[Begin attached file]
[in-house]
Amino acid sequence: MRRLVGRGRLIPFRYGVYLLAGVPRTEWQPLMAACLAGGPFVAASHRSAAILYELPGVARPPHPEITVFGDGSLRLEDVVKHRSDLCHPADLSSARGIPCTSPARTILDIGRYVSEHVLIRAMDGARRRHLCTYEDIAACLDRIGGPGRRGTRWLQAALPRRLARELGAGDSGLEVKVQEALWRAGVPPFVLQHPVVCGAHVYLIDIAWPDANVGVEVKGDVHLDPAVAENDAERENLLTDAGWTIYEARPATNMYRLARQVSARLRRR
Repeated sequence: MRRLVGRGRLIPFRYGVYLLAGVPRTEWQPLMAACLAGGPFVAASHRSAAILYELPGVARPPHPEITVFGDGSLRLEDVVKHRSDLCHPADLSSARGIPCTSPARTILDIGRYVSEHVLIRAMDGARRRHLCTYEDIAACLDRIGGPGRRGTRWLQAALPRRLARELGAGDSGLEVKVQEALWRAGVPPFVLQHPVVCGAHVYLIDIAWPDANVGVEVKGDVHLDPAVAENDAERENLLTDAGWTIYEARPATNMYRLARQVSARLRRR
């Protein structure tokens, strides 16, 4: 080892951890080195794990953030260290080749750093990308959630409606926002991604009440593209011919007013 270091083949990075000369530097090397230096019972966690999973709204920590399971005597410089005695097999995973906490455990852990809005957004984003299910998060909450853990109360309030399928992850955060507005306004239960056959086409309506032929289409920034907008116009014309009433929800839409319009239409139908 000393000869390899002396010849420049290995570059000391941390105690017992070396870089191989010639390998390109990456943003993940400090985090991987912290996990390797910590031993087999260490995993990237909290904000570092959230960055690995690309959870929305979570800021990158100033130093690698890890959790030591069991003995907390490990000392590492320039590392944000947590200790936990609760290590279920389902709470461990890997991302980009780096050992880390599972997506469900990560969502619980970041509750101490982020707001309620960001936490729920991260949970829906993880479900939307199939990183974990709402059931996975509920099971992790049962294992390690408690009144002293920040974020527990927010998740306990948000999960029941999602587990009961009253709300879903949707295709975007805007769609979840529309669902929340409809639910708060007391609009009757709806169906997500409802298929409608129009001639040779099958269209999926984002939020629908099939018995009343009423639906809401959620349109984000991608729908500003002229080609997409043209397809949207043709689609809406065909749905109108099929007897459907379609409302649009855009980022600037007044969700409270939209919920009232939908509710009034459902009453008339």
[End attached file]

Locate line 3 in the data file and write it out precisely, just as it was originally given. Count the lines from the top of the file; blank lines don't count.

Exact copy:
Repeated sequence: MRRLVGRGRLIPFRYGVYLLAGVPRTEWQPLMAACLAGGPFVAASHRSAAILYELPGVARPPHPEITVFGDGSLRLEDVVKHRSDLCHPADLSSARGIPCTSPARTILDIGRYVSEHVLIRAMDGARRRHLCTYEDIAACLDRIGGPGRRGTRWLQAALPRRLARELGAGDSGLEVKVQEALWRAGVPPFVLQHPVVCGAHVYLIDIAWPDANVGVEVKGDVHLDPAVAENDAERENLLTDAGWTIYEARPATNMYRLARQVSARLRRR